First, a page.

This is a common movie technique, and I have often asked myself the same question: If the character is the one affected, why are we (in the form of the camera) seeing things not from his point-of-view, as you might expect, but only with his mental state coloring things.
Here's a really common, similar example: A character remembers something. We flashback. We see the character! But you don't see yourself in your own memories, right? You see what you saw!
So, why not do a POV for those things?
The answer, it seems to me, can often be found in imagining the scene if had been shot POV. What's the effect? Is it the one the director would want to convey?
This is, perhaps, counter-intuitive, but POV shots rather alienate us from the character. What's the #1 use of the POV shot, as a trope? I'd say it's probably the slasher. Michael Meyers and Jason Voorhees, most famously (though hardly the first) predominately used POV shots to create menace.
Prior to that, it wasn't uncommon to use a POV shot for a murder mystery (which the first "Friday the 13th" and "Halloween" movies could arguably be said to be).
Meyers and Voorhees have no personalities. We experience what they do, often "unwillingly", but we learn nothing about them. The other big slasher, Freddy Krueger, doesn't use POV shots precisely because he is an interesting character.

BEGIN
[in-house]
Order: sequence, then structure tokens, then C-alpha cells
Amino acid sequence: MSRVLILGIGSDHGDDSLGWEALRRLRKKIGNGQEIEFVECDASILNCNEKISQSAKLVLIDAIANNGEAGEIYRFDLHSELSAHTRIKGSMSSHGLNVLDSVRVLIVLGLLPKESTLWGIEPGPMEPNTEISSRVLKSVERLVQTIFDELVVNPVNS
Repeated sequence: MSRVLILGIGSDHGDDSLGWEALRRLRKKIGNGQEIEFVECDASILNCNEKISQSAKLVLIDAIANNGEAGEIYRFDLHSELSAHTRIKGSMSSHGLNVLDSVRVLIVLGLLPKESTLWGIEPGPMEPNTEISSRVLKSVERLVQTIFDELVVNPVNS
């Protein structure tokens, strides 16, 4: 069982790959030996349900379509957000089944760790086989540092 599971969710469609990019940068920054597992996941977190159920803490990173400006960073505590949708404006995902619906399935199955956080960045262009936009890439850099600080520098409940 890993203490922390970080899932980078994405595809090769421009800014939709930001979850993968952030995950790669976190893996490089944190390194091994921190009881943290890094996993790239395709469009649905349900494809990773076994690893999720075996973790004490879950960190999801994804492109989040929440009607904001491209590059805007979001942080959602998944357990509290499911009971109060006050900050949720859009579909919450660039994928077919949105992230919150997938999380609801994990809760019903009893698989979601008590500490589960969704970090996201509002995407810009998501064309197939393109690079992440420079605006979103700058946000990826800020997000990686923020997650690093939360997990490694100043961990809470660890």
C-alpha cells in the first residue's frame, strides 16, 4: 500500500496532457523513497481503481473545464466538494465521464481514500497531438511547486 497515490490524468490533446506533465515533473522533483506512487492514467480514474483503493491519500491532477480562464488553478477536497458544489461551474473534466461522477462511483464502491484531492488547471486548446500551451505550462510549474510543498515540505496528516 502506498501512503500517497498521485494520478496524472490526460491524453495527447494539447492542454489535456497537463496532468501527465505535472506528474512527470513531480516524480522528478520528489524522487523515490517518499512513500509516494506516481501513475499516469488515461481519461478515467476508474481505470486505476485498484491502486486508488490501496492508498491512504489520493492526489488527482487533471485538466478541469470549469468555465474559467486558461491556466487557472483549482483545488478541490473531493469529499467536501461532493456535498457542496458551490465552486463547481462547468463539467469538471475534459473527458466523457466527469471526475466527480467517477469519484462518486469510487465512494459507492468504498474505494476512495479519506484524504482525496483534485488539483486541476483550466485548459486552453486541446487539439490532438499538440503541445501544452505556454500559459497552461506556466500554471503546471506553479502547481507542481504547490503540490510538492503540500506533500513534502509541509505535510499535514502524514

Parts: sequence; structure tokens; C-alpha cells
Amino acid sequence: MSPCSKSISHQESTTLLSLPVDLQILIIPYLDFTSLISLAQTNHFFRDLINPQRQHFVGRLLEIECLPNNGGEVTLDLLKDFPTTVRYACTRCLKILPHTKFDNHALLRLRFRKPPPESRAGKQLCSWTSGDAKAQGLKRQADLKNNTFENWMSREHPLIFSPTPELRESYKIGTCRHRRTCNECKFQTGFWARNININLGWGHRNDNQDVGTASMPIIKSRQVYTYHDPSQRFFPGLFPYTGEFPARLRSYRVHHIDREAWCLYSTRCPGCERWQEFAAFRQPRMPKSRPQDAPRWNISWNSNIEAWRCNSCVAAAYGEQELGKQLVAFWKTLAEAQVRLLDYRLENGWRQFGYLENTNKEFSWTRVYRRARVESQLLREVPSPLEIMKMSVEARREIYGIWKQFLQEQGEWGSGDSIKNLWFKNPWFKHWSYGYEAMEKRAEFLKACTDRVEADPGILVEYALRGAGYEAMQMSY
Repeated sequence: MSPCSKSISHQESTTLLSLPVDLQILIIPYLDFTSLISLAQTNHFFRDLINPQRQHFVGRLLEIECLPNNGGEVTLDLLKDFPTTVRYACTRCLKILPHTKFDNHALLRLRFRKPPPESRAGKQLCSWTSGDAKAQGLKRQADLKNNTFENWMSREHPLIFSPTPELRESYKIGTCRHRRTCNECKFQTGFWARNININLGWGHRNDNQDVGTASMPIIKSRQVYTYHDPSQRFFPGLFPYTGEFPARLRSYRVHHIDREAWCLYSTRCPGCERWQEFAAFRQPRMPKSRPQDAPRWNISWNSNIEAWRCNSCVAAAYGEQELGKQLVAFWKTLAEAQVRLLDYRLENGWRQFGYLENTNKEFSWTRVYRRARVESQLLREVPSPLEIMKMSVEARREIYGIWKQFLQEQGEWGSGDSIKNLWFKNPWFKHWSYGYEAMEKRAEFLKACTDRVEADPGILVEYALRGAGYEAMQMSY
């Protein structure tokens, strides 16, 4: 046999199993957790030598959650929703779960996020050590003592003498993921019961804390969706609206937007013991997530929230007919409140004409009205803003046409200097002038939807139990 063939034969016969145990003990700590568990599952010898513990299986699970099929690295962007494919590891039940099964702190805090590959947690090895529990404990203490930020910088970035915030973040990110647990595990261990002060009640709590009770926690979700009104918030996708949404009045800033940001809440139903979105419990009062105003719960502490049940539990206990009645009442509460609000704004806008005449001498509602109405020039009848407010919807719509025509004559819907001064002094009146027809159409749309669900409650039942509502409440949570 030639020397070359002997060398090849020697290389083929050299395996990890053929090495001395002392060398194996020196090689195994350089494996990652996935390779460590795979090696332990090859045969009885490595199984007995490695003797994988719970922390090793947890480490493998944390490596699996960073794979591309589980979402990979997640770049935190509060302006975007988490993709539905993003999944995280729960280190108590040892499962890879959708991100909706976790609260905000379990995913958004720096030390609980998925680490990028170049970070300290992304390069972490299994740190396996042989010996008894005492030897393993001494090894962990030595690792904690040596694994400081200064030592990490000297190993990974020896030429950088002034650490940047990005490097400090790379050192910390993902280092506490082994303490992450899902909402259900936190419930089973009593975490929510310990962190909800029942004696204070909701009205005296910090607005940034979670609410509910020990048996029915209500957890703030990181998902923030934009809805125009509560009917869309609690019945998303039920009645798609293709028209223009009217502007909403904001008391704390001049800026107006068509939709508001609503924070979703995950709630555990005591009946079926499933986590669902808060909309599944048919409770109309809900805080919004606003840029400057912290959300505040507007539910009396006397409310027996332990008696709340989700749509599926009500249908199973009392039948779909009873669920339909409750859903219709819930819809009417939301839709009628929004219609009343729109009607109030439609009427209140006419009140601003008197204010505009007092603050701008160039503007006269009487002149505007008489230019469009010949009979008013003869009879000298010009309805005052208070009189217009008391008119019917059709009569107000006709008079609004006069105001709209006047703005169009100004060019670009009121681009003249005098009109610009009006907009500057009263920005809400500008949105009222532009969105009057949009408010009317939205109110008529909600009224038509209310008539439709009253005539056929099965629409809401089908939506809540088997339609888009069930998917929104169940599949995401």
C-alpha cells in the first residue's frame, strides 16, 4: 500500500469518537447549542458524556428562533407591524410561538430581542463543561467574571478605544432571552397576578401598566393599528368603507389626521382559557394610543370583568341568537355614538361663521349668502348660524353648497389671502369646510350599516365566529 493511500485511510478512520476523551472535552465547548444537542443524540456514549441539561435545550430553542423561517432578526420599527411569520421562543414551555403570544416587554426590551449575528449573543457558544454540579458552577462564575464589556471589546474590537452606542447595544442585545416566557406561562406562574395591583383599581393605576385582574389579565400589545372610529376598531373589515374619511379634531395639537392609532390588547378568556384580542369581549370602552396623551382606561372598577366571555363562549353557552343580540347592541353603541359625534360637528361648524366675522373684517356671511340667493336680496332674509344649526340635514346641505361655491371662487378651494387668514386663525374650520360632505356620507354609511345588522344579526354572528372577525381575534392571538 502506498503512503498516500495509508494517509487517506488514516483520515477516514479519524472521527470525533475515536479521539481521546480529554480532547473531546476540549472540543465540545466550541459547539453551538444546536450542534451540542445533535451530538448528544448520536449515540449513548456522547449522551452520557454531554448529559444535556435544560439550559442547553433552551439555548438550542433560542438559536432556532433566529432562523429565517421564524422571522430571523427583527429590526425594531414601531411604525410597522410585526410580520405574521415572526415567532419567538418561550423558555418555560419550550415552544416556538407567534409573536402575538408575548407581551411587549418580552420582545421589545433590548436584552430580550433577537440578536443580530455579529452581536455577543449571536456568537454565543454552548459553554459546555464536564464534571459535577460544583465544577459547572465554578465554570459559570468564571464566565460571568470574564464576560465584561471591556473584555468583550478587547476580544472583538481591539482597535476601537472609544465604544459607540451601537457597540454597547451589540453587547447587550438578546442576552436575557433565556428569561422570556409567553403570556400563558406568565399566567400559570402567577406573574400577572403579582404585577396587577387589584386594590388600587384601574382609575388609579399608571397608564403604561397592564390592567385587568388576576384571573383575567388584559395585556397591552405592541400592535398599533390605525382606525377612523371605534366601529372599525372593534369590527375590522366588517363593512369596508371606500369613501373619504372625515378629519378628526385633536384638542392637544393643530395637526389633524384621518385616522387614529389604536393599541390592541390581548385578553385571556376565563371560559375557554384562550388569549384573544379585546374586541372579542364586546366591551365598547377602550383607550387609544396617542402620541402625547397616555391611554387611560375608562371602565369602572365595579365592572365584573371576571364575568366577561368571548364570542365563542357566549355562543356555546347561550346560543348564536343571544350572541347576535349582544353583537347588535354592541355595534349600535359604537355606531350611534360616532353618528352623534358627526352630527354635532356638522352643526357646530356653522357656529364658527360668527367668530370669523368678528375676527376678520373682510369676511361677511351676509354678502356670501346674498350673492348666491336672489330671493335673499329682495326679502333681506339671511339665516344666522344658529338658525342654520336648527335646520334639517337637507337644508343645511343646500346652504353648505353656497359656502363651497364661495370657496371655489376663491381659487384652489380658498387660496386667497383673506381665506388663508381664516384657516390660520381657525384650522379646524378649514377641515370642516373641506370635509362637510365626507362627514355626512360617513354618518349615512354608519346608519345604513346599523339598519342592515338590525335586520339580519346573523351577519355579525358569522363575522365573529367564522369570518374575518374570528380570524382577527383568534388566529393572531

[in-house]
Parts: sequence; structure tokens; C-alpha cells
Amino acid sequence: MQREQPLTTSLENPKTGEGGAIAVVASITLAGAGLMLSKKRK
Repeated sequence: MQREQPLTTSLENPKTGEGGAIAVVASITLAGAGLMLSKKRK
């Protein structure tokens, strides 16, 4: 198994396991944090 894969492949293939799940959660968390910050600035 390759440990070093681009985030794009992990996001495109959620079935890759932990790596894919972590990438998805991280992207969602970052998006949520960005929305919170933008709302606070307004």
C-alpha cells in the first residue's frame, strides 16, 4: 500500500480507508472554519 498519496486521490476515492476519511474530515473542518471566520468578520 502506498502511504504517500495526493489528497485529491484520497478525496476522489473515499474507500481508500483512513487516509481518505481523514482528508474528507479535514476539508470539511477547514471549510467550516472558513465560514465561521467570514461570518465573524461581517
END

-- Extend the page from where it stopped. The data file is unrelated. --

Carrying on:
Where else do you see notable examples of POV shots? The opening scene of Saving Private Ryan, where it's used effectively to convey the trauma of the Normandy landing. But note that we learn nothing about the character from that. It is sheer experience.
The ending of the "Doom" movie switches to first-person-shooter mode. It's kind of a fun moment but it reveals nothing about the characters (or even plot). It's just a denouement disguised as a climax.
And, doing some image Googling, it just occurred to me that an even more common POV trope is in porn. I'll leave it as an exercise for the reader to figure out how this thesis fits in there.
Basically, then, we see Colin Farrell because we're supposed to care about how he's being affected, and the director has chosen to convey that experience in a more literal way, through camera effects, rather than having us see outward from his eyes.
This particular scene probably could've worked both ways, or at least had a little POV, but if you start paying attention to this technique in movies, you'll begin to see why it's used: It's simply more effective to see the characters (generally) but it's also important to give the audience a sense of what the characters are experiencing.